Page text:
…particularly in the winter, when the weather is inhospitable for gardening or even venturing out to a favorite restaurant. I keep herbs on the kitchen counter. That’s also why I sprout everything from wheat berries to mung beans to adzukis to alfalfa to add to breads, salads or other dishes. Sprouts boost the taste AND the nutrition in one fell swoop. So when I saw the recent proliferation in seed catalogs for microgreens, the cartoon light bulb over my head lit right up.
KA-PING!!! I bet I can grow these in my light garden! Then I can have gourmet greens in my own kitchen 12 months out of the year. Why didn’t I think of this before?
To get started, I ordered a set of microgreens seeds from Cook’s Garden, which included Beet Bull’s Blood, Broadleaf Cress, Kohlrabi Chancellor, Cutting Celery, Pea Green Arrow and Spinach Rembrandt. Each seed was packaged separately. Cost: $13.95 for six typical packets of seeds–.4 grams to 2 oz each. I also ordered the spicy microgreens mix from the Sprout People, which included Daikon Radish, Cress and Arugula. These seeds were mixed together. Cost: $9.95 for a one-pound bag of organic seeds.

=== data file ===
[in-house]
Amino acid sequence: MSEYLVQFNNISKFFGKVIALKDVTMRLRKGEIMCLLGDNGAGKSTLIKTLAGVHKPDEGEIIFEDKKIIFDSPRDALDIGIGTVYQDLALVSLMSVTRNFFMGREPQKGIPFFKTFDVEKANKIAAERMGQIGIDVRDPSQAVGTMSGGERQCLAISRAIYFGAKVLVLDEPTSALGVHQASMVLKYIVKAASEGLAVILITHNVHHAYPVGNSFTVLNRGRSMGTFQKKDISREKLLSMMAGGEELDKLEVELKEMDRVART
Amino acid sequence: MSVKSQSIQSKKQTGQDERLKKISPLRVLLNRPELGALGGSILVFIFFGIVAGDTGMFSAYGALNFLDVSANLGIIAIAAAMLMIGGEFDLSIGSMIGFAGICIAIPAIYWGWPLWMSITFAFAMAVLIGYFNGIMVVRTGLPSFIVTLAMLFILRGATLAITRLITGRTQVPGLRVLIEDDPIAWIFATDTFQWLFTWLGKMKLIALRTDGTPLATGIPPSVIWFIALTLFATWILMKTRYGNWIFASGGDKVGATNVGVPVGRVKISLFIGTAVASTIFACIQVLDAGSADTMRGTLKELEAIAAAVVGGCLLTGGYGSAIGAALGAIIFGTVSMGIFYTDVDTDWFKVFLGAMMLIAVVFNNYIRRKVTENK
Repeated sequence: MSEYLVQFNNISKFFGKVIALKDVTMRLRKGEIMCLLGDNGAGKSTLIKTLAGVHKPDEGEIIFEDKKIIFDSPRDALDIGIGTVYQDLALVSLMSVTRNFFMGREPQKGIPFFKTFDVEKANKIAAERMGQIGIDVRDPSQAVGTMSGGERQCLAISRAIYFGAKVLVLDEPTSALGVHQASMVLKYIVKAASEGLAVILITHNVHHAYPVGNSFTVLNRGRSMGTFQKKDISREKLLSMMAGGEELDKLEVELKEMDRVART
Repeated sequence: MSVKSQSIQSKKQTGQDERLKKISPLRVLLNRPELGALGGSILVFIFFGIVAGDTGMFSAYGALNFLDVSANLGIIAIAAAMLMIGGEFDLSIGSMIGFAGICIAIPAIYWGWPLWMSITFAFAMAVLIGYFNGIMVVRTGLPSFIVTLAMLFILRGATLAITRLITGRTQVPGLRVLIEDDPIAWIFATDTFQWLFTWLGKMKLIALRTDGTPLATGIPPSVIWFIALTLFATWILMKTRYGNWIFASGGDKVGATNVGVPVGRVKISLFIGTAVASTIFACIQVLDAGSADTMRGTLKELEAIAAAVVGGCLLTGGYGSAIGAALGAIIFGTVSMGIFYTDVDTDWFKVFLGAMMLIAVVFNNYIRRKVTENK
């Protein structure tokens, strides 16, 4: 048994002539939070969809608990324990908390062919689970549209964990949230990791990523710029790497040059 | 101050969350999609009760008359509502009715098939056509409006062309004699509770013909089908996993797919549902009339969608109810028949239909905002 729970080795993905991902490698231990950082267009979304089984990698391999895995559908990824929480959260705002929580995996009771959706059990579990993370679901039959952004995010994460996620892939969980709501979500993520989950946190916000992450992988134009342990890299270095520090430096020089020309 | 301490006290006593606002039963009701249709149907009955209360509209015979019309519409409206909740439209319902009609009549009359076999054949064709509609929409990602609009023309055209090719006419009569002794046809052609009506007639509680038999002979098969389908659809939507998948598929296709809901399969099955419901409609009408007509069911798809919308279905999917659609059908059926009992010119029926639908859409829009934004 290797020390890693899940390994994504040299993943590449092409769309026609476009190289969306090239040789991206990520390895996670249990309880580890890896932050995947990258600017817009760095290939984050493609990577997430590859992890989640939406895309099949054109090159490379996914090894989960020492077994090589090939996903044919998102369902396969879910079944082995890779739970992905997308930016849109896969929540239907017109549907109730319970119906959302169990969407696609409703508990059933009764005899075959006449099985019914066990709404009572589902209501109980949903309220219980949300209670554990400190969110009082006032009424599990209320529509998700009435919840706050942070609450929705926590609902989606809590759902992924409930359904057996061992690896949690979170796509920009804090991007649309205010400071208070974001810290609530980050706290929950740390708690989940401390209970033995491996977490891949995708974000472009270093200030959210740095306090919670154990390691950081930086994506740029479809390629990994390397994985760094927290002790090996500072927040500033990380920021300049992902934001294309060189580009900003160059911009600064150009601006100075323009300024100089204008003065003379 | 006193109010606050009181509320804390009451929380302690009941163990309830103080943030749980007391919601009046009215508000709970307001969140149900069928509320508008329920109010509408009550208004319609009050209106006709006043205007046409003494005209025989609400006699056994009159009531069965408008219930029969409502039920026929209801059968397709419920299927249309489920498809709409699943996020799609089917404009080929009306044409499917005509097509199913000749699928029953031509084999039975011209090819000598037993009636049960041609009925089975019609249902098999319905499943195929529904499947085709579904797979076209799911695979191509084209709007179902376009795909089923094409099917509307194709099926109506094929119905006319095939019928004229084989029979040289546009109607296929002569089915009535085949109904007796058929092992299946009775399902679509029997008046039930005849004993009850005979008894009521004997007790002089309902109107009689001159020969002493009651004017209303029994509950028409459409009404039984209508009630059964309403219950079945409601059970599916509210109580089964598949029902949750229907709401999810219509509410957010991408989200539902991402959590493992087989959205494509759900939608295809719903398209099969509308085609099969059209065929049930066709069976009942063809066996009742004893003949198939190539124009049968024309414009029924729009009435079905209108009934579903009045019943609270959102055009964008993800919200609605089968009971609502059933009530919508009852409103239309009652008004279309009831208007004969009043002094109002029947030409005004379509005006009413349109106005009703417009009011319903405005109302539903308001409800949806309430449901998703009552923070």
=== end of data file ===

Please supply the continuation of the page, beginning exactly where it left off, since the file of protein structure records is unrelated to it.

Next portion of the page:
Clearly, the Cook’s Garden quantities were minuscule compared with the Sprout People seeds, especially when you consider that the plants aren’t going to mature to big plants, but will be hacked off at the roots and eaten as baby plants. You will need quite a lot of seeds for microgreens.
I planted one box of soilless potting mix with the Cutting Celery and Broadleaf Cress from Cook’s Garden and one with the seed mix from the Sprout People. All of the seeds sprouted and grew beautifully in the light garden in just a few days. I was able to clip off just what I wanted to add to salads or to add atop sandwiches. The sprouts have stayed crisp, fresh and zingy for several weeks while I continue to clip them. Fabulous!
If you want to try your own microgreens, you can plant them in traditional plastic sprouting trays on a windowsill or under grow lights. The Sprout People also offer a hemp bag sprouter that looks quite handy and can be used for microgreens.
So now I can have teeny tiny salad greens year round. Now that’s a fabulous find!